Elin Hilderbrand Reviews Beachcombers by Nancy Thayer
Elin Hilderbrand is the author of The Island, forthcoming in July 2010, as well as the New York Times bestseller, The Castaways. She lives on Nantucket with her husband Chip and their three children. Read her review of Beachcombers:
To quote some really old, really good Lionel Richie, Nancy Thayer’s newest novel, Beachcombers, is easy like a Sunday morning. It’s the kind of book you can trust to fulfill all your expectations; it will leave you feeling optimistic and satisfied. It is a cinnamon-colored cat kind of a novel; it is a hot mug of ginger tea kind of a novel.
The book tells the story of the Fox family-–father Jim, who has lost his wife to depression/suicide-–and his three lovely daughters. The daughters congregate in the family home on Nantucket Island when the middle daughter, Emma, suffers a broken engagement and the loss of her job and savings. Older sister Abbie flies home from London where she has been working as an au pair, and Lily, the spoiled daughter, done as well as Amy March, gets her very pretty feathers ruffled when Abbie and Emma bond over her head, leaving her out, even though she is the one daughter who has remained on the island at home with their father. Also on the scene this summer is renter Marina, who is reeling from one of those hideous heart-rending shocks-–after trying to have a baby with her husband for years, her husband confesses that he in love with her best friend and not only that but the best friend is pregnant. Thankfully, Jim Fox is just what the cardiologist ordered.
Thayer documents the girls’ return home to the island they love beautifully. I have lived on Nantucket for seventeen years myself and I found that in reading Thayer’s novel it was at once familiar and brand new. The three girls start an odd jobs business called Nantucket Mermaids and Thayer has these girls hopping-–from landscaping in the morning to reading to the elderly in the afternoon to babysitting at night. Just reading this novel, I was exhausted--and impressed-–and boy did I sympathize when youngest daughter Lily didn’t find time to make it to the grocery store! The odd jobs put the girls in position to meet new leading men, and they all do, though a seasoned reader wonders if they’re not moving a bit too fast. It’s not a worry that sticks, however. In Thayer’s expert hands, you just know that even if the relationships don’t last, her charming and self-aware characters are going to be just fine.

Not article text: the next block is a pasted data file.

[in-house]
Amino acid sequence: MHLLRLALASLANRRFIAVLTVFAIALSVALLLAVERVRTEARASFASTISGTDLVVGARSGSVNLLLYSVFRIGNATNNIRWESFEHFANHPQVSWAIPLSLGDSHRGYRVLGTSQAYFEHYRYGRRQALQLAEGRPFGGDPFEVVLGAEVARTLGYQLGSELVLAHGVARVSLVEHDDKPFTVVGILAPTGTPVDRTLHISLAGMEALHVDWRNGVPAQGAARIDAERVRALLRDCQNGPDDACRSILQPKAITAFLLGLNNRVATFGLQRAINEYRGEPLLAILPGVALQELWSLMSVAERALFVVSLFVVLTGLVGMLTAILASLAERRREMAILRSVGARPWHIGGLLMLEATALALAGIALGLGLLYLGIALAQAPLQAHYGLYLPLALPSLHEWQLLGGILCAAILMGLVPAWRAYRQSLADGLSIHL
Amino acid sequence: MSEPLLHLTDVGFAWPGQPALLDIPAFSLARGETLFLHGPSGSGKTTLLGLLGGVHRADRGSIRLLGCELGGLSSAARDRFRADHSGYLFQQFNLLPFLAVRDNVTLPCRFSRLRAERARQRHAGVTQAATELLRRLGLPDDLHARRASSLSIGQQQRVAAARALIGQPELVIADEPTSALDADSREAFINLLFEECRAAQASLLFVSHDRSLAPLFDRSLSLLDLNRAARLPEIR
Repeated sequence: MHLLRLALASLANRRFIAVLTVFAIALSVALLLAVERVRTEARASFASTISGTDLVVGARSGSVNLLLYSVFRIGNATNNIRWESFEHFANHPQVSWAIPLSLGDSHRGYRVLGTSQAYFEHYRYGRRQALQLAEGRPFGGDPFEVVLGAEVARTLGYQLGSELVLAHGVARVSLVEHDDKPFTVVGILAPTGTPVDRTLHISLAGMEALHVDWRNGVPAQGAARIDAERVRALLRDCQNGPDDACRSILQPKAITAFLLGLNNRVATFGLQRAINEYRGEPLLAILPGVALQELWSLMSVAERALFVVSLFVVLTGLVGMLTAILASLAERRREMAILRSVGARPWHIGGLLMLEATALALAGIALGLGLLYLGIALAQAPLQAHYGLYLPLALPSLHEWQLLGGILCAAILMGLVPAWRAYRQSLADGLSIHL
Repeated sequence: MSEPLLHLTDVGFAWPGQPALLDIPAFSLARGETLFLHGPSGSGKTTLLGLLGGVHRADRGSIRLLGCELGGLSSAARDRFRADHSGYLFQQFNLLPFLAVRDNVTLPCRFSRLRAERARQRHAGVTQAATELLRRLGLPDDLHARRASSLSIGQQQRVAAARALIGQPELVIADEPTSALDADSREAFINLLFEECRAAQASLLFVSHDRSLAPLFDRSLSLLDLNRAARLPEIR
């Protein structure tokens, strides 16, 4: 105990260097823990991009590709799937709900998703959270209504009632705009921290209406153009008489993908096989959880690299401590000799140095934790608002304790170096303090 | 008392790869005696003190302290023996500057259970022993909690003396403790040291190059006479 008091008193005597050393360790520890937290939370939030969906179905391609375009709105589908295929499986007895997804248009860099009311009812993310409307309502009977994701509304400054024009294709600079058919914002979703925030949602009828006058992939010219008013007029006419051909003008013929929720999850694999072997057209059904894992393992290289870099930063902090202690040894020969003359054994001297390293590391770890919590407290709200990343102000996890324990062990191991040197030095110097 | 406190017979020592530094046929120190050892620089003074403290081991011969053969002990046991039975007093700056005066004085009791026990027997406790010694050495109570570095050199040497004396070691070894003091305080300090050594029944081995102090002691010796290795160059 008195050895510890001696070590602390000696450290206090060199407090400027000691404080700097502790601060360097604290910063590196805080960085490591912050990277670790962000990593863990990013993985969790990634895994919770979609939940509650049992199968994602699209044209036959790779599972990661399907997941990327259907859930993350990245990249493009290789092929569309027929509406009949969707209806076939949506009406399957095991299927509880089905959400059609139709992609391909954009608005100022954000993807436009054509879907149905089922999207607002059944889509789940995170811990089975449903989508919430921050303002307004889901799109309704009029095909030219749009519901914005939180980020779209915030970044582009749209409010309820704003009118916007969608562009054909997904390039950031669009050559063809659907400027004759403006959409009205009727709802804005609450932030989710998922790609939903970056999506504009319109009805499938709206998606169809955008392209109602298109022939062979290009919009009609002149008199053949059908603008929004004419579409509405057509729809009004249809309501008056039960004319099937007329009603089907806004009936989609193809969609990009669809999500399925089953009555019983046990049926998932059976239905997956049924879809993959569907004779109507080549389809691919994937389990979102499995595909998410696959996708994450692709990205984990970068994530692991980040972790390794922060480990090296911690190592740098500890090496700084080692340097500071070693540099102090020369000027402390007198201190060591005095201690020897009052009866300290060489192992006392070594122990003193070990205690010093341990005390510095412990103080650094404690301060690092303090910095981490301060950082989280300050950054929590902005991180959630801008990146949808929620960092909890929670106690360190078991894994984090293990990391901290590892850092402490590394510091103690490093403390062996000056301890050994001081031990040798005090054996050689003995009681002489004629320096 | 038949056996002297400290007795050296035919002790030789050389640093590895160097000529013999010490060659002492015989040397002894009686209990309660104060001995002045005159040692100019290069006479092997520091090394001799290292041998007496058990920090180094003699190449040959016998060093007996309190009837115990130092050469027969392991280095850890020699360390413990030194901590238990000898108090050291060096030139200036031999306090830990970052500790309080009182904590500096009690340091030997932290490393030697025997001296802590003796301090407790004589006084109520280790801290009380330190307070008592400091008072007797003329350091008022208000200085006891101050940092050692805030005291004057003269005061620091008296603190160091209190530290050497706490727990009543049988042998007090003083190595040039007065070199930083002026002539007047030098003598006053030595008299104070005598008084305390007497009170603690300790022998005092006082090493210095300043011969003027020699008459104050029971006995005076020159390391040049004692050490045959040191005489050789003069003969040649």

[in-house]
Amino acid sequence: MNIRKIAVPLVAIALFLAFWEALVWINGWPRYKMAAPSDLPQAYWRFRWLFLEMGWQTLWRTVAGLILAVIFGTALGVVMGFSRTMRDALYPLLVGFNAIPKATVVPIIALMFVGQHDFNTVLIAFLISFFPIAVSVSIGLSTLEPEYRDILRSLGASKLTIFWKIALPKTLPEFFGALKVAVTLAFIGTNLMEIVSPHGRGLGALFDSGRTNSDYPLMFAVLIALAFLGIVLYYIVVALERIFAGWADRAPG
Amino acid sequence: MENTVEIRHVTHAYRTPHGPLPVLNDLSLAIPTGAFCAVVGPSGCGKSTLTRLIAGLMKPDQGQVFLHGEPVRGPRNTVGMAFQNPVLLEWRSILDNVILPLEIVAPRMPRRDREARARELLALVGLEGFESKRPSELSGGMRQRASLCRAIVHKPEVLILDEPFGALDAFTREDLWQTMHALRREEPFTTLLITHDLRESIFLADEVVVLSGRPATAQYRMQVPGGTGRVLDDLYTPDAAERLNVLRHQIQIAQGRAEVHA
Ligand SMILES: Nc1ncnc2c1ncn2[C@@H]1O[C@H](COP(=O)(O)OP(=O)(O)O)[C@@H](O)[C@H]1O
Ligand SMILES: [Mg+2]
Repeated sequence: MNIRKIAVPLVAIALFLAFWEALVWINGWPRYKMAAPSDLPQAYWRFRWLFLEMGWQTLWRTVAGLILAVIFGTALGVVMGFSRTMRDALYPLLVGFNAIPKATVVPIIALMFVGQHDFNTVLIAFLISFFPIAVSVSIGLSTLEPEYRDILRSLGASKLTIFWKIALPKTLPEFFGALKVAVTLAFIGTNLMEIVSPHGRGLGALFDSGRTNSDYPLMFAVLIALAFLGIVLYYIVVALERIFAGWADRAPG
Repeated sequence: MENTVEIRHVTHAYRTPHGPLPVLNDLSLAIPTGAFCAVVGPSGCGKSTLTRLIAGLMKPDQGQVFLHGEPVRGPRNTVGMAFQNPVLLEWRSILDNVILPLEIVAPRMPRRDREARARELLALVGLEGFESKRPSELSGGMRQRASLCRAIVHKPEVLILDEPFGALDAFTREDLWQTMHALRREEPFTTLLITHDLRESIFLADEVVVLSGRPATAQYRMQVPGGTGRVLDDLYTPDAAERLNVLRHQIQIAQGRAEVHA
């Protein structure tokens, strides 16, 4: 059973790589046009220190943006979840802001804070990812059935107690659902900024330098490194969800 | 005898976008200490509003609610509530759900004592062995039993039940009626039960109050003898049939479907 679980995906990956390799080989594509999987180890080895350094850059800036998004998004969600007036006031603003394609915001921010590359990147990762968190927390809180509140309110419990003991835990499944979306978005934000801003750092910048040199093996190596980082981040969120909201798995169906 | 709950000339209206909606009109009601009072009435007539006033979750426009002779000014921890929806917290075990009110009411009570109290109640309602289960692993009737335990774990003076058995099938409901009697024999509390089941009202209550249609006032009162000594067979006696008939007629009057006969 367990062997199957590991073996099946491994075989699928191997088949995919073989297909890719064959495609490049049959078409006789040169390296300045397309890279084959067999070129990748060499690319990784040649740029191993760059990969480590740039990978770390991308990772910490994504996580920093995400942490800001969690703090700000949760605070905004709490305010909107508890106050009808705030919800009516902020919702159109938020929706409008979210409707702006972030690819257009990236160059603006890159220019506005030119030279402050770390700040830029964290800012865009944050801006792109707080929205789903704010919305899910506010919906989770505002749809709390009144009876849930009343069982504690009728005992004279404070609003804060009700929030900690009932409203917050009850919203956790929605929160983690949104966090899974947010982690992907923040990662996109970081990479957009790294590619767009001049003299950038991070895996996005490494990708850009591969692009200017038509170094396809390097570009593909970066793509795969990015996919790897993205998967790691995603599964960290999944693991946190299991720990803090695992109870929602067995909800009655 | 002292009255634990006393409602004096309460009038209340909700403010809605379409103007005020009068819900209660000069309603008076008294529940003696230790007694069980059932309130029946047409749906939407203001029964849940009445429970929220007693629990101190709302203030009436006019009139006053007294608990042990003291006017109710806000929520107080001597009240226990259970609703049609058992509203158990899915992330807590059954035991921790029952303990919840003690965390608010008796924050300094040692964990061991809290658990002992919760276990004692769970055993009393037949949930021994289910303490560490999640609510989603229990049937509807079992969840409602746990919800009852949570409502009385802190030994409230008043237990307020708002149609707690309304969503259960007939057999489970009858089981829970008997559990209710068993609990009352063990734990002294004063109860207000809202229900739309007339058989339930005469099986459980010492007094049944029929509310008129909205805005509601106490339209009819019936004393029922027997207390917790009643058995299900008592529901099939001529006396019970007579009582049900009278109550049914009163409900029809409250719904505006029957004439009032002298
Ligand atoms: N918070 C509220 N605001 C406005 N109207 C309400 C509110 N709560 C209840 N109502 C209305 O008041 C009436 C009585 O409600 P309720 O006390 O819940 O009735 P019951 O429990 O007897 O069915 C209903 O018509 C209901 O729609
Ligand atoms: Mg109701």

Nancy Thayer on Beachcombers
Twenty-seven years ago, I’d been divorced for three years. I lived with my small son and daughter, our two cats and one dog, in a Massachusetts college town. I’d dated a bit, unsuccessfully, and I was feeling so pessimistic about romance that I decided I’d forget men and buy a horse. Seriously.
Then I came to Nantucket for the first time to visit a friend, and I met a friend of hers--a man named Charley, tall, blue-eyed, kind, who read books and owned a record store. We sat up all night talking, and now we’ve been married twenty-five years.
Since then I’ve believed in the healing power of this island. And also in the healing power of change. Of taking a chance. Of dragging ourselves out of our pity pit and trying something new.
In Beachcombers, Marina comes to the island to heal. She meets a wonderful man--and she meets his three adult daughters, who are dealing with their own fears, losses, and desires. Emma has lost her fiancé, her job, her plans, her dreams. She’s come home defeated, hopeless and apathetic. Lily, the baby, wants glamour and excitement and pretty clothes. She also wants someone else to do the dishes. Abbie, at thirty, the oldest, has been the nurturer ever since their mother died when Abbie was fifteen and Lily was only seven. Abbie hasn’t had a chance to consider what she wants, and she’s surprised when she finds that what she wants is a man who’s already taken.
Healing isn’t an easy process, and change isn’t easy either, as the sisters and Marina discover. The four women strive and dream and discover that life has surprises in store for them. It’s like beachcombing--you never can guess what’s going to be lying there, waiting for you. Or whether you’re going to be brave enough to take what life offers, or strong enough to take it all. Only seashells on the beach can be lifted away easily and free.
I’ve dedicated this book to my younger sister, Martha, who has always been so important in my life. I’m fascinated by sisters, and by families. It seems that those we struggle with are often the ones who also heal us--and who care that we are healed. There are many kinds of romantic and family love in Beachcombers, as in life.
After her husband leaves her for one of her best friends, middle-aged Marina Warren takes a friend's advice and retreats to Nantucket, the stomping grounds of her youth. She rents a cottage from handsome local widower Jim Fox, who has recently welcomed back his two older daughters, Emma and Abbie, into the house he shares with his third daughter, Lily. Emma has recently lost her job and been left by her fiancé, while Abbie has decided to start an odd-jobs company servicing the wealthy summer crowd. Lily, meanwhile, earns a living as a society reporter for the local magazine and stews in her resentment toward her sisters (who return the sentiment) and newcomer Marina, who clearly has eyes for her father. As each search for fulfillment (and a man), they encounter vexing villains, class struggle, and good old-fashioned romance. Thayer gives narration duties to each sister and Marina in turn, keeping the proceedings fun and engrossing, if a bit repetitive. (June)
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